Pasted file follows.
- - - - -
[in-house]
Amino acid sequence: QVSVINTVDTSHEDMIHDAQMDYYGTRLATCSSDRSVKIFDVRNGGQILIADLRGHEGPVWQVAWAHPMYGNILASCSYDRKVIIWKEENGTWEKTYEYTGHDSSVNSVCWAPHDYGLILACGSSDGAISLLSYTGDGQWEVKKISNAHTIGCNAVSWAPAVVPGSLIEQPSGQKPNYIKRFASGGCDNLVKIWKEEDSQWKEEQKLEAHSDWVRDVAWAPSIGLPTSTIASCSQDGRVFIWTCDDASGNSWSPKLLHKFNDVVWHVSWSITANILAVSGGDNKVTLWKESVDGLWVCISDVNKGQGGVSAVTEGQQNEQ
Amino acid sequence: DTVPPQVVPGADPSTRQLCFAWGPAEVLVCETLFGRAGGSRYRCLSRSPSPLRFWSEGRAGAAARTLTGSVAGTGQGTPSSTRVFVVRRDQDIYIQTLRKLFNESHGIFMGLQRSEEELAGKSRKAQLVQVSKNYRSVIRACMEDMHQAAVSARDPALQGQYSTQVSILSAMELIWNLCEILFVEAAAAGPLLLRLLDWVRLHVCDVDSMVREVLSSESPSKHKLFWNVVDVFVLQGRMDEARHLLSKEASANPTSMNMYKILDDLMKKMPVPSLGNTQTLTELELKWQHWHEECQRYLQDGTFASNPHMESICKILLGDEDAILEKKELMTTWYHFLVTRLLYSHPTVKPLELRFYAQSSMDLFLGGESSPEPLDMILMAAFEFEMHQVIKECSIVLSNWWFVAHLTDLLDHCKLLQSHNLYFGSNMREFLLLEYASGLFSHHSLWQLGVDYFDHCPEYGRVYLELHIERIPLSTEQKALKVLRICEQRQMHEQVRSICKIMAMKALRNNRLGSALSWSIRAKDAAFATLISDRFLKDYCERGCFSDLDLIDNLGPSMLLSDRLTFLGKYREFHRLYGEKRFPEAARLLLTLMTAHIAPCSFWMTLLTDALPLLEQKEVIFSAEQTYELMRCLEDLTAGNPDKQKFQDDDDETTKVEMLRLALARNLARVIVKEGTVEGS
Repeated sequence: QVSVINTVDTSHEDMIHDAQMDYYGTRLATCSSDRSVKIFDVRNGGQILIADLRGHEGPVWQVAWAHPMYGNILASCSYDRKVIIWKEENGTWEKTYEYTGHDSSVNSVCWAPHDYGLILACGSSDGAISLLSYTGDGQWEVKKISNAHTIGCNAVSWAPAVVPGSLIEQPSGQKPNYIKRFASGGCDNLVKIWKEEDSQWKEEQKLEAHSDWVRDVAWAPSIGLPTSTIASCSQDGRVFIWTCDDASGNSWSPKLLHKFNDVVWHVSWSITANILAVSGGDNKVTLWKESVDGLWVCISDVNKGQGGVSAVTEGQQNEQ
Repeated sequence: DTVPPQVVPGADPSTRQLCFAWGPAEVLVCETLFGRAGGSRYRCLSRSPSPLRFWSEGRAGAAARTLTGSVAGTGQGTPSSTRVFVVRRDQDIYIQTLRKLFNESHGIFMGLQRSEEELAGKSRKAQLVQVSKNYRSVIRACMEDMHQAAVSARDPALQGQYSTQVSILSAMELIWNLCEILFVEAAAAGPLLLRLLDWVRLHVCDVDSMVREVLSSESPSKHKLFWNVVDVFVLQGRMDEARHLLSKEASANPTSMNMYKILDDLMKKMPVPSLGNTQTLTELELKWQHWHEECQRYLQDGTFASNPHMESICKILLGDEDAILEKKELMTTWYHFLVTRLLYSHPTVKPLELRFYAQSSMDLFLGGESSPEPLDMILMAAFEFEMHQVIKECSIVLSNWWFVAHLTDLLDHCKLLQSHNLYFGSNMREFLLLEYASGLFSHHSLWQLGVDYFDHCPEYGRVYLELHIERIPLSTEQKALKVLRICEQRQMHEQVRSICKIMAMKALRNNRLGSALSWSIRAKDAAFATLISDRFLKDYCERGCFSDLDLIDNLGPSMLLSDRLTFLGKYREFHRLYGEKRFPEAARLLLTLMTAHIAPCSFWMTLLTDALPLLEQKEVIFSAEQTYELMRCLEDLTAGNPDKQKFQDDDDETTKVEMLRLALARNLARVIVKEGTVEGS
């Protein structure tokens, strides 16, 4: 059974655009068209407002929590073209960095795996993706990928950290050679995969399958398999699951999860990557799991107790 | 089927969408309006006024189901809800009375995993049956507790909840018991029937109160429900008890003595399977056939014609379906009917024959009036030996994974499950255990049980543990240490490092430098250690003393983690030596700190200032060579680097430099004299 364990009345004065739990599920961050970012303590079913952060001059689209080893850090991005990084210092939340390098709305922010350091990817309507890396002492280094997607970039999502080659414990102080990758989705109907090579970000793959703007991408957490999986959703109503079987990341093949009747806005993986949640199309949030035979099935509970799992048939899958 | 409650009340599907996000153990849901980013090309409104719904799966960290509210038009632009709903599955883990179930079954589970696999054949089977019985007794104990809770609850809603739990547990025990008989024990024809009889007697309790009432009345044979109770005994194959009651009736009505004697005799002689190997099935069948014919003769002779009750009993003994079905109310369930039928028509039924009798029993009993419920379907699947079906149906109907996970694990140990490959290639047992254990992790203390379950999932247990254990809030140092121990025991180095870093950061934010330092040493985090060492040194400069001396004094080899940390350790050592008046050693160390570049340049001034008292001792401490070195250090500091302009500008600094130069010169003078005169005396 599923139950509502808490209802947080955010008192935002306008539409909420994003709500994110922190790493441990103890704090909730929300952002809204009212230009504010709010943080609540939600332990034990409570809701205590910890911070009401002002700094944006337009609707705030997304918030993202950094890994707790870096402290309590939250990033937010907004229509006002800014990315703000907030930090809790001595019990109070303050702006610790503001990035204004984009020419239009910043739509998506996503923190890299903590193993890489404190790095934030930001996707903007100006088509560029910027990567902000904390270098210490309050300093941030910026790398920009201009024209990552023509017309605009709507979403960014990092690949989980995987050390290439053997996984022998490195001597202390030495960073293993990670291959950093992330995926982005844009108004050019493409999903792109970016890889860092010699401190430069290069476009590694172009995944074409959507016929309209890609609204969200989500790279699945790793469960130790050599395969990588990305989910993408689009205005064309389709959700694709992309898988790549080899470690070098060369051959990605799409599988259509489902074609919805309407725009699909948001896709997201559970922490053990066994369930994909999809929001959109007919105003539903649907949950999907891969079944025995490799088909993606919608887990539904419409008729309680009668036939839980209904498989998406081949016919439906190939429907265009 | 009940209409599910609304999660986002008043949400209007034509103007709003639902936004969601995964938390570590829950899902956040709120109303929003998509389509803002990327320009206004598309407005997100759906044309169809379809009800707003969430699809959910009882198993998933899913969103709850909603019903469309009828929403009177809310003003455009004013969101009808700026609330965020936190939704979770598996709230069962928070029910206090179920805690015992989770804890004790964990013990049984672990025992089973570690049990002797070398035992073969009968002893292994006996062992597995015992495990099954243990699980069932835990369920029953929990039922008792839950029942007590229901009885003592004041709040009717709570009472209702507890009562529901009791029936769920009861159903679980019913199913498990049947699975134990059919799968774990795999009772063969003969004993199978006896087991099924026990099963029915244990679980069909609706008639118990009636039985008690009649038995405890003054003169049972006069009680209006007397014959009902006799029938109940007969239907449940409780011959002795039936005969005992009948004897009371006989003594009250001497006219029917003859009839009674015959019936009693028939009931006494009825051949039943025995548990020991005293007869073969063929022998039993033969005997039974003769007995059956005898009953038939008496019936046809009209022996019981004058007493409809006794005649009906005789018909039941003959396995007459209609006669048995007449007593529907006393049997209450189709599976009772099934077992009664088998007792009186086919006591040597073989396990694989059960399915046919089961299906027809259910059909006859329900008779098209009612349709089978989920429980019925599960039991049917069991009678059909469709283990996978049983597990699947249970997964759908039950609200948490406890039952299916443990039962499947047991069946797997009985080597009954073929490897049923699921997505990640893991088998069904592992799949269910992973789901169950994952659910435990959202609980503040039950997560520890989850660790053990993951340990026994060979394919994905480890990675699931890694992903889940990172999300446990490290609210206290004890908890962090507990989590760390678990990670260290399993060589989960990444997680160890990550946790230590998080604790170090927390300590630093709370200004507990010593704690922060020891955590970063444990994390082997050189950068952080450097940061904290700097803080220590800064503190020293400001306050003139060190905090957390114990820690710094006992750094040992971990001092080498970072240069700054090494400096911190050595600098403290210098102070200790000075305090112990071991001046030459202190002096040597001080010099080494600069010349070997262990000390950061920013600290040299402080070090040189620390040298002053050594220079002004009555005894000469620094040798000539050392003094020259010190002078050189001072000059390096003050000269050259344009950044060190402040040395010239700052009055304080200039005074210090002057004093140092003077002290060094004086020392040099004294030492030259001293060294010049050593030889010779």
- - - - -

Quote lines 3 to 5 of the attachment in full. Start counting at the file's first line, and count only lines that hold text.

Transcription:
Amino acid sequence: DTVPPQVVPGADPSTRQLCFAWGPAEVLVCETLFGRAGGSRYRCLSRSPSPLRFWSEGRAGAAARTLTGSVAGTGQGTPSSTRVFVVRRDQDIYIQTLRKLFNESHGIFMGLQRSEEELAGKSRKAQLVQVSKNYRSVIRACMEDMHQAAVSARDPALQGQYSTQVSILSAMELIWNLCEILFVEAAAAGPLLLRLLDWVRLHVCDVDSMVREVLSSESPSKHKLFWNVVDVFVLQGRMDEARHLLSKEASANPTSMNMYKILDDLMKKMPVPSLGNTQTLTELELKWQHWHEECQRYLQDGTFASNPHMESICKILLGDEDAILEKKELMTTWYHFLVTRLLYSHPTVKPLELRFYAQSSMDLFLGGESSPEPLDMILMAAFEFEMHQVIKECSIVLSNWWFVAHLTDLLDHCKLLQSHNLYFGSNMREFLLLEYASGLFSHHSLWQLGVDYFDHCPEYGRVYLELHIERIPLSTEQKALKVLRICEQRQMHEQVRSICKIMAMKALRNNRLGSALSWSIRAKDAAFATLISDRFLKDYCERGCFSDLDLIDNLGPSMLLSDRLTFLGKYREFHRLYGEKRFPEAARLLLTLMTAHIAPCSFWMTLLTDALPLLEQKEVIFSAEQTYELMRCLEDLTAGNPDKQKFQDDDDETTKVEMLRLALARNLARVIVKEGTVEGS
Repeated sequence: QVSVINTVDTSHEDMIHDAQMDYYGTRLATCSSDRSVKIFDVRNGGQILIADLRGHEGPVWQVAWAHPMYGNILASCSYDRKVIIWKEENGTWEKTYEYTGHDSSVNSVCWAPHDYGLILACGSSDGAISLLSYTGDGQWEVKKISNAHTIGCNAVSWAPAVVPGSLIEQPSGQKPNYIKRFASGGCDNLVKIWKEEDSQWKEEQKLEAHSDWVRDVAWAPSIGLPTSTIASCSQDGRVFIWTCDDASGNSWSPKLLHKFNDVVWHVSWSITANILAVSGGDNKVTLWKESVDGLWVCISDVNKGQGGVSAVTEGQQNEQ
Repeated sequence: DTVPPQVVPGADPSTRQLCFAWGPAEVLVCETLFGRAGGSRYRCLSRSPSPLRFWSEGRAGAAARTLTGSVAGTGQGTPSSTRVFVVRRDQDIYIQTLRKLFNESHGIFMGLQRSEEELAGKSRKAQLVQVSKNYRSVIRACMEDMHQAAVSARDPALQGQYSTQVSILSAMELIWNLCEILFVEAAAAGPLLLRLLDWVRLHVCDVDSMVREVLSSESPSKHKLFWNVVDVFVLQGRMDEARHLLSKEASANPTSMNMYKILDDLMKKMPVPSLGNTQTLTELELKWQHWHEECQRYLQDGTFASNPHMESICKILLGDEDAILEKKELMTTWYHFLVTRLLYSHPTVKPLELRFYAQSSMDLFLGGESSPEPLDMILMAAFEFEMHQVIKECSIVLSNWWFVAHLTDLLDHCKLLQSHNLYFGSNMREFLLLEYASGLFSHHSLWQLGVDYFDHCPEYGRVYLELHIERIPLSTEQKALKVLRICEQRQMHEQVRSICKIMAMKALRNNRLGSALSWSIRAKDAAFATLISDRFLKDYCERGCFSDLDLIDNLGPSMLLSDRLTFLGKYREFHRLYGEKRFPEAARLLLTLMTAHIAPCSFWMTLLTDALPLLEQKEVIFSAEQTYELMRCLEDLTAGNPDKQKFQDDDDETTKVEMLRLALARNLARVIVKEGTVEGS